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Proposing economic determinism even as you deny being an economic determinist

April 17th, 2018 · No Comments

http://www.patheos.com/blogs/jappersandjanglers/2018/04/christian-materialism/
This article highlights the way that marxists got themselves into hopeless difficulties on theory and endless controversies that should be irrelevant to the realization of communism.

    According to the materialistic conception of history, the production and reproduction of real life constitutes in the last instance the determining factor of history. Neither Marx nor I ever maintained more.

Why on earth bet the ball park on such a statement? Where’s the proof? What does it even mean? The determining factor of history is going to be a complex and theoretically intractable and can’t be resolved in such one-liners.

One can see how such thinking arose: in the wake of spiritual historicism and/or philosophies of history such as hegel’s the impulse arose in the context of the success of newton’s physics to find some kind of historical driving force: the ‘aha’ moment suggests, ‘economics’. From there we enter the quagmire of who or who isn’t an economic determinist, with the blame falling on engels. The make the statement above and then deny you are some kind of economic determinist befuddles thinking and makes the cadre of marxist confused, dogmatic, and subject to taking marx on faith.

The claims for production/reproduction can’t be verified in practice and are probably false. One implication ended up being that modernity was generated somehow by capitalism as a new epoch beyond feudalism, an even more confused version of the ‘theory’. The factors involved in the rise of the modern include the birth of a new science/physics, the reformation, revolutionary politics, philosophy, art and much else. To pronounce the key to all this as economic, or anything to do with economics is a ‘stretch’, and an extreme one.

We note in passing the suggestion of the eonic effect that we can actually detect an ‘historical driver’ in the way history partitions into a series of transitions that exhibit a sudden high degree of innovation. We should be wary of making a theory of that, but the data shows how the complexity of culture is generated from a complex mix of factors.
The christian view of history is no better and subjects discussions to the metaphysics of god, the muddled legacy of the old testament and a mindset even more confused than economic sociology.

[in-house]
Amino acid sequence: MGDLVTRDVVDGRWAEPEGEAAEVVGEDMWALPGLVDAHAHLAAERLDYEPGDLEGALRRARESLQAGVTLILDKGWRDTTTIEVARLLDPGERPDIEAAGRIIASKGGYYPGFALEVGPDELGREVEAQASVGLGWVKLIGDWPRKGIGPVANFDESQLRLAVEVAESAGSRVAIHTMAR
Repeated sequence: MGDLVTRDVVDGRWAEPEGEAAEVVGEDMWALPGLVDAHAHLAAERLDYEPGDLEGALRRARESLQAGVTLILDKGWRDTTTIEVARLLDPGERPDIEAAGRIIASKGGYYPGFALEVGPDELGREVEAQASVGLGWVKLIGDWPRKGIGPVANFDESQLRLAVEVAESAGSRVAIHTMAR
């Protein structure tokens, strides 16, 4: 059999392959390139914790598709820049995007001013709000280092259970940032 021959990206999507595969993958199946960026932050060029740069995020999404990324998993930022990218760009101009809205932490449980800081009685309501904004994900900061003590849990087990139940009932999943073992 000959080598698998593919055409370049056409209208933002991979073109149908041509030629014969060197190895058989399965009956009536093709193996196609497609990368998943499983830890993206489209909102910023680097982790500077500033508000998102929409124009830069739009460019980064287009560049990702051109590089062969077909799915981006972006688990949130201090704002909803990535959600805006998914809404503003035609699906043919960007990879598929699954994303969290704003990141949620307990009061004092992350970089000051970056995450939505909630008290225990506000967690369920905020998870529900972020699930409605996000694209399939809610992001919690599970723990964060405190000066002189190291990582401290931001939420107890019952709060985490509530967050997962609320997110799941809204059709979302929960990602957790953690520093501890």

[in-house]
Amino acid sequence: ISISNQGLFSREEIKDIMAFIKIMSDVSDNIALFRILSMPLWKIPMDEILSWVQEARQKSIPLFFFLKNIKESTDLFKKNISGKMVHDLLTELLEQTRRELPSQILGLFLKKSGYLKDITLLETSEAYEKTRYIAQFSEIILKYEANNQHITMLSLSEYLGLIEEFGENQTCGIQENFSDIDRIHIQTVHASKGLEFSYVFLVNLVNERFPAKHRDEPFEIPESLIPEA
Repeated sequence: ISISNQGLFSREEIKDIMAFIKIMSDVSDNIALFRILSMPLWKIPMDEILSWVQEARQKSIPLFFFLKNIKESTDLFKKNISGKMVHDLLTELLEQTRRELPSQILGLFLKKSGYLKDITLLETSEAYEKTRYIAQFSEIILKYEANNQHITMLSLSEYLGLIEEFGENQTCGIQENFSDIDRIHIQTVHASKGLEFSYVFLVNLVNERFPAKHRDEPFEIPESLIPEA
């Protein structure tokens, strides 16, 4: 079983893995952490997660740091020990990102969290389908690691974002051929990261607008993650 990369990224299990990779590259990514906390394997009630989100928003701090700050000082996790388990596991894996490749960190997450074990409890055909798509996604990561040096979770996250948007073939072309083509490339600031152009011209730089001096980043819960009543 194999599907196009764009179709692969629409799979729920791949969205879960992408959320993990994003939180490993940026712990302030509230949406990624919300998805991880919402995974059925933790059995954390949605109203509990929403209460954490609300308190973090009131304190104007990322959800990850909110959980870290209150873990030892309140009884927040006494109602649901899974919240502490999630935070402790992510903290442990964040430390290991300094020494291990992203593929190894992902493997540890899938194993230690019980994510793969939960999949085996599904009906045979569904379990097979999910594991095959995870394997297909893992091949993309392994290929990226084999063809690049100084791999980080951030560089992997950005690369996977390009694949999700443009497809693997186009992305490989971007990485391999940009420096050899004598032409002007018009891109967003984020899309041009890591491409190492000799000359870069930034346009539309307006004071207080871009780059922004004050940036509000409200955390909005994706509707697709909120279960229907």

Let’s take a look at what Friedrich Engels, Marx’s notorious confrere, meant by the term:

    According to the materialistic conception of history, the production and reproduction of real life constitutes in the last instance the determining factor of history. Neither Marx nor I ever maintained more. Now when someone comes along and distorts this to mean that the economic factor is the sole determining factor, he is converting the former proposition into a meaningless, abstract and absurd phrase. The economic situation is the basis but the various factors of the superstructure – the political forms of the class struggles and its results – constitutions, etc., established by victorious classes after hard-won battles – legal forms, and even the reflexes of all these real struggles in the brain of the participants, political, jural, philosophical theories, religious conceptions and their further development into systematic dogmas – all these exercize an influence upon the course of historical struggles, and in many cases determine for the most part their form. There is a reciprocity between all these factors in which, finally, through the endless array of contingencies (i.e., of things and events whose inner connection with one another is so remote, or so incapable of proof, that we may neglect it, regarding it as nonexistent) the economic movement asserts itself as necessary. Were this not the case, the application of the history to any given historical period would be easier than the solution of a simple equation of the first degree.

Read more at http://www.patheos.com/blogs/jappersandjanglers/2018/04/christian-materialism/#skYoTYbioM8tgLcd.99

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